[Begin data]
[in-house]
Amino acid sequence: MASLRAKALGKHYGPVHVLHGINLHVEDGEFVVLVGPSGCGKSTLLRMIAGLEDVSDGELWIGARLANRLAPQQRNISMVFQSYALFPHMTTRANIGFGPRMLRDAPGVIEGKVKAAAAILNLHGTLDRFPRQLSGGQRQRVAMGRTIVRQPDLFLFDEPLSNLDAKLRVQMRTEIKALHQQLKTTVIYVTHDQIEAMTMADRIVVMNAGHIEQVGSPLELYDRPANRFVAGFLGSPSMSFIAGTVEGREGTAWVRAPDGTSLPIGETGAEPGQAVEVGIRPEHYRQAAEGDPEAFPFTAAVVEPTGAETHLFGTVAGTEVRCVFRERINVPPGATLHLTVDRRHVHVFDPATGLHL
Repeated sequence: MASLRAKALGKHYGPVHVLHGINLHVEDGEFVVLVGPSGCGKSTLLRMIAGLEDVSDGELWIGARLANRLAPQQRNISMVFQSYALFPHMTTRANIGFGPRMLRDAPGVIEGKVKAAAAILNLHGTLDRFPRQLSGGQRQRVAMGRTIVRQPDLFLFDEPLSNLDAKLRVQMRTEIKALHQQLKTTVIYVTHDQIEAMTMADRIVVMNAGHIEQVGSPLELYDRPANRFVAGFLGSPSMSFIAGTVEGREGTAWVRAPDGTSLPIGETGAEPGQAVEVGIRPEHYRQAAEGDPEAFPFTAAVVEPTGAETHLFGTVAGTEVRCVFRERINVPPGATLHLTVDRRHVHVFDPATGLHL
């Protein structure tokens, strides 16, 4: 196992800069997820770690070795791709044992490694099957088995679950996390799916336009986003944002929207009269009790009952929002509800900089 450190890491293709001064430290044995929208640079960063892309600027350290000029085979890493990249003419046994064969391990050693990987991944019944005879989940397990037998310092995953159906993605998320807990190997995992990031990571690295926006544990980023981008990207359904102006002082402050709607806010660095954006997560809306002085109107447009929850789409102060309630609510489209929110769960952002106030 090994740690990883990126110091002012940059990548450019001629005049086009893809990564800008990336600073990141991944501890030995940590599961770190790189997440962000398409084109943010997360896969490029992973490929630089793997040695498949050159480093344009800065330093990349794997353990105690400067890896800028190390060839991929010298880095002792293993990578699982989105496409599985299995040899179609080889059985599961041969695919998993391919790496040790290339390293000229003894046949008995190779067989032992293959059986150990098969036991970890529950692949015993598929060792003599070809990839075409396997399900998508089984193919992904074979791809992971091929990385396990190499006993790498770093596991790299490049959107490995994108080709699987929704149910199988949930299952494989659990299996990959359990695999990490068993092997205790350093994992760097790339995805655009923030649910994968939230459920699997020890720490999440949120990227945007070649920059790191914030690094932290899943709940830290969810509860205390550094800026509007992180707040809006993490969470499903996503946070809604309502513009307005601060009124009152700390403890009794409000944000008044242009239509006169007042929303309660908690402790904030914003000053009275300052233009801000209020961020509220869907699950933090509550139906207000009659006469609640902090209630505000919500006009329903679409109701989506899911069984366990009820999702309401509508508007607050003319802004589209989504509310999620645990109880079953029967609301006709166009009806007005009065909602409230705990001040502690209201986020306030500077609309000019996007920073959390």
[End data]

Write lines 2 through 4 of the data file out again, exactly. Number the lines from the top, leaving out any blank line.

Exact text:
Amino acid sequence: MASLRAKALGKHYGPVHVLHGINLHVEDGEFVVLVGPSGCGKSTLLRMIAGLEDVSDGELWIGARLANRLAPQQRNISMVFQSYALFPHMTTRANIGFGPRMLRDAPGVIEGKVKAAAAILNLHGTLDRFPRQLSGGQRQRVAMGRTIVRQPDLFLFDEPLSNLDAKLRVQMRTEIKALHQQLKTTVIYVTHDQIEAMTMADRIVVMNAGHIEQVGSPLELYDRPANRFVAGFLGSPSMSFIAGTVEGREGTAWVRAPDGTSLPIGETGAEPGQAVEVGIRPEHYRQAAEGDPEAFPFTAAVVEPTGAETHLFGTVAGTEVRCVFRERINVPPGATLHLTVDRRHVHVFDPATGLHL
Repeated sequence: MASLRAKALGKHYGPVHVLHGINLHVEDGEFVVLVGPSGCGKSTLLRMIAGLEDVSDGELWIGARLANRLAPQQRNISMVFQSYALFPHMTTRANIGFGPRMLRDAPGVIEGKVKAAAAILNLHGTLDRFPRQLSGGQRQRVAMGRTIVRQPDLFLFDEPLSNLDAKLRVQMRTEIKALHQQLKTTVIYVTHDQIEAMTMADRIVVMNAGHIEQVGSPLELYDRPANRFVAGFLGSPSMSFIAGTVEGREGTAWVRAPDGTSLPIGETGAEPGQAVEVGIRPEHYRQAAEGDPEAFPFTAAVVEPTGAETHLFGTVAGTEVRCVFRERINVPPGATLHLTVDRRHVHVFDPATGLHL
């Protein structure tokens, strides 16, 4: 196992800069997820770690070795791709044992490694099957088995679950996390799916336009986003944002929207009269009790009952929002509800900089 450190890491293709001064430290044995929208640079960063892309600027350290000029085979890493990249003419046994064969391990050693990987991944019944005879989940397990037998310092995953159906993605998320807990190997995992990031990571690295926006544990980023981008990207359904102006002082402050709607806010660095954006997560809306002085109107447009929850789409102060309630609510489209929110769960952002106030 090994740690990883990126110091002012940059990548450019001629005049086009893809990564800008990336600073990141991944501890030995940590599961770190790189997440962000398409084109943010997360896969490029992973490929630089793997040695498949050159480093344009800065330093990349794997353990105690400067890896800028190390060839991929010298880095002792293993990578699982989105496409599985299995040899179609080889059985599961041969695919998993391919790496040790290339390293000229003894046949008995190779067989032992293959059986150990098969036991970890529950692949015993598929060792003599070809990839075409396997399900998508089984193919992904074979791809992971091929990385396990190499006993790498770093596991790299490049959107490995994108080709699987929704149910199988949930299952494989659990299996990959359990695999990490068993092997205790350093994992760097790339995805655009923030649910994968939230459920699997020890720490999440949120990227945007070649920059790191914030690094932290899943709940830290969810509860205390550094800026509007992180707040809006993490969470499903996503946070809604309502513009307005601060009124009152700390403890009794409000944000008044242009239509006169007042929303309660908690402790904030914003000053009275300052233009801000209020961020509220869907699950933090509550139906207000009659006469609640902090209630505000919500006009329903679409109701989506899911069984366990009820999702309401509508508007607050003319802004589209989504509310999620645990109880079953029967609301006709166009009806007005009065909602409230705990001040502690209201986020306030500077609309000019996007920073959390």